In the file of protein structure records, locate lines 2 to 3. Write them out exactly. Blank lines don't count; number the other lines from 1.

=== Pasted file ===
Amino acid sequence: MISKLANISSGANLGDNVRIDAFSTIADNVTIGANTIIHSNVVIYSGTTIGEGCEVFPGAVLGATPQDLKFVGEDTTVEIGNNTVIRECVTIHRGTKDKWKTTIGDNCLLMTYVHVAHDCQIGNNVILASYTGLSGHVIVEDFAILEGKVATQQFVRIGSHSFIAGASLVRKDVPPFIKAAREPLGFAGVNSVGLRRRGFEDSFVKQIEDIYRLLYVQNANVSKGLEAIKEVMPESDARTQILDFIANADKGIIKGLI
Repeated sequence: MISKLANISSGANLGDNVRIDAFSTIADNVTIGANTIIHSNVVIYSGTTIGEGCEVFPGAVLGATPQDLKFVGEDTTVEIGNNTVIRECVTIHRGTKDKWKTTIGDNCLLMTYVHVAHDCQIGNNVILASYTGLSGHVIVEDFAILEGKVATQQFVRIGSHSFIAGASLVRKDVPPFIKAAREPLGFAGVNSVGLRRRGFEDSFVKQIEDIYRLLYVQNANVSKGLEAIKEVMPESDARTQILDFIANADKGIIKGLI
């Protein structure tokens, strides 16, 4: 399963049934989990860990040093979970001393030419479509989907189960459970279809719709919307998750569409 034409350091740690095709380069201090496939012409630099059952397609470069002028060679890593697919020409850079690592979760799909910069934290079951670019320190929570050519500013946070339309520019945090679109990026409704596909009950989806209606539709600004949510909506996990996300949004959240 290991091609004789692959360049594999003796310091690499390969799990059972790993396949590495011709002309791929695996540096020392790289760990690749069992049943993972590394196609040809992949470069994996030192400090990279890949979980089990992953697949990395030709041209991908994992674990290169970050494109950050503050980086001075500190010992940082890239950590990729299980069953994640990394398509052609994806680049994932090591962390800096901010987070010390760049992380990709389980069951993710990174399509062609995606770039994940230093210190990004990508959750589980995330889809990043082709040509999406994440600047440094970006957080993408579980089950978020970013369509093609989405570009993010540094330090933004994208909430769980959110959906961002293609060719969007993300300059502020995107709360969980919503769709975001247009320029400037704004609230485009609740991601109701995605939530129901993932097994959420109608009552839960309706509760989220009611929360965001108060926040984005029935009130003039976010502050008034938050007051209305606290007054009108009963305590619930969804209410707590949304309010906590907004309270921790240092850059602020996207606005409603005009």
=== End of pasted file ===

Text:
Repeated sequence: MISKLANISSGANLGDNVRIDAFSTIADNVTIGANTIIHSNVVIYSGTTIGEGCEVFPGAVLGATPQDLKFVGEDTTVEIGNNTVIRECVTIHRGTKDKWKTTIGDNCLLMTYVHVAHDCQIGNNVILASYTGLSGHVIVEDFAILEGKVATQQFVRIGSHSFIAGASLVRKDVPPFIKAAREPLGFAGVNSVGLRRRGFEDSFVKQIEDIYRLLYVQNANVSKGLEAIKEVMPESDARTQILDFIANADKGIIKGLI
């Protein structure tokens, strides 16, 4: 399963049934989990860990040093979970001393030419479509989907189960459970279809719709919307998750569409 034409350091740690095709380069201090496939012409630099059952397609470069002028060679890593697919020409850079690592979760799909910069934290079951670019320190929570050519500013946070339309520019945090679109990026409704596909009950989806209606539709600004949510909506996990996300949004959240 290991091609004789692959360049594999003796310091690499390969799990059972790993396949590495011709002309791929695996540096020392790289760990690749069992049943993972590394196609040809992949470069994996030192400090990279890949979980089990992953697949990395030709041209991908994992674990290169970050494109950050503050980086001075500190010992940082890239950590990729299980069953994640990394398509052609994806680049994932090591962390800096901010987070010390760049992380990709389980069951993710990174399509062609995606770039994940230093210190990004990508959750589980995330889809990043082709040509999406994440600047440094970006957080993408579980089950978020970013369509093609989405570009993010540094330090933004994208909430769980959110959906961002293609060719969007993300300059502020995107709360969980919503769709975001247009320029400037704004609230485009609740991601109701995605939530129901993932097994959420109608009552839960309706509760989220009611929360965001108060926040984005029935009130003039976010502050008034938050007051209305606290007054009108009963305590619930969804209410707590949304309010906590907004309270921790240092850059602020996207606005409603005009």